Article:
If we were not
quite ready, Mr. Amess, we are now. I welcome you to the Chair. You missed some riveting discussions this morning.
When we adjourned for lunch, we were considering new clauses 1, 2 and 3. A number of Members had spoken, and we had covered a lot of ground. I had spoken for only a couple of minutes, so I had not said a great deal. I will summarise the point that I was making, as it is crucial to the debate.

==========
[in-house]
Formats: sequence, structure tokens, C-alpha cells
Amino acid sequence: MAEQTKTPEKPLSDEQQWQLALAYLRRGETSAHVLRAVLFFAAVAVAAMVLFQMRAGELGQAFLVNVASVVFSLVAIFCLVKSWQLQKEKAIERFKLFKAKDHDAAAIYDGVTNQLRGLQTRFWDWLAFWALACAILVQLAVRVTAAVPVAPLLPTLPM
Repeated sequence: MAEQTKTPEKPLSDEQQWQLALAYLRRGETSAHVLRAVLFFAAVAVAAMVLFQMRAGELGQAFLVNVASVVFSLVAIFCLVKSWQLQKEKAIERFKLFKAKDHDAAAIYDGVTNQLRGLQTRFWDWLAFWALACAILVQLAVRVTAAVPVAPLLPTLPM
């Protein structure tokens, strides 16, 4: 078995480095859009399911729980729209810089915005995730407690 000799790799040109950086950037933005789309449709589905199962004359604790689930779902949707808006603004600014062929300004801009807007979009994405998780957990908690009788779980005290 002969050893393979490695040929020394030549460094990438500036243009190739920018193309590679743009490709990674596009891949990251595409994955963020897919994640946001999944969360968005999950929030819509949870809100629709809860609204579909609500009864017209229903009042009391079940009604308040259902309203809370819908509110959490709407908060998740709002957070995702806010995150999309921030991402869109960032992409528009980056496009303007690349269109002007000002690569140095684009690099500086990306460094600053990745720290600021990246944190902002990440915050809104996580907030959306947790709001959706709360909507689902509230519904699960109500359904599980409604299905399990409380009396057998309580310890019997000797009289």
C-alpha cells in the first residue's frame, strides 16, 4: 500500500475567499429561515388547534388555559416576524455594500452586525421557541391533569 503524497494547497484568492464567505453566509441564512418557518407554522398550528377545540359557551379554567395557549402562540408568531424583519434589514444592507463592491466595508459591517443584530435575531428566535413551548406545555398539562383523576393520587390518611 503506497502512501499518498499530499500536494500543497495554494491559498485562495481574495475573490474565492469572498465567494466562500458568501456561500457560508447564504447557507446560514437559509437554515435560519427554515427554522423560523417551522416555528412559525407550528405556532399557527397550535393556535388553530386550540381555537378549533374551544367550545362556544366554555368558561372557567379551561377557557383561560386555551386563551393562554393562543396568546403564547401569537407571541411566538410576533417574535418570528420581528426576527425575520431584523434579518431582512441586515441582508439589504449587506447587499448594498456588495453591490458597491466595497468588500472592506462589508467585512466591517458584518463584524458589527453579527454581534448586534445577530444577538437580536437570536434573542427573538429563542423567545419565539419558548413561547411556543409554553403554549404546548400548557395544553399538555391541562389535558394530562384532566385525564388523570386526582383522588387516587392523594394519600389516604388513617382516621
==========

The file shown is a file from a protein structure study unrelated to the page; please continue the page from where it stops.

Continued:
It may be simplistic, but I believe that it is reasonable to say that the origins of many of the problems of Northern Ireland and much of the cause of the violence in recent years lies in discrimination, both imagined and real. I do not say that the discrimination was not real. There was discrimination against one of the two communities in Northern Ireland. Much action taken with the aim of solving the problems of Northern Ireland has sought to eliminate that discrimination. Many arguments advanced by the Patten report and much of the reasoning for a complete review of the old Royal Ulster Constabulary were based on the fact that there was considered to be discrimination in how the RUC was set up and how it operated and recruited. Against the background of ending perceived and real discrimination, these changes have come about.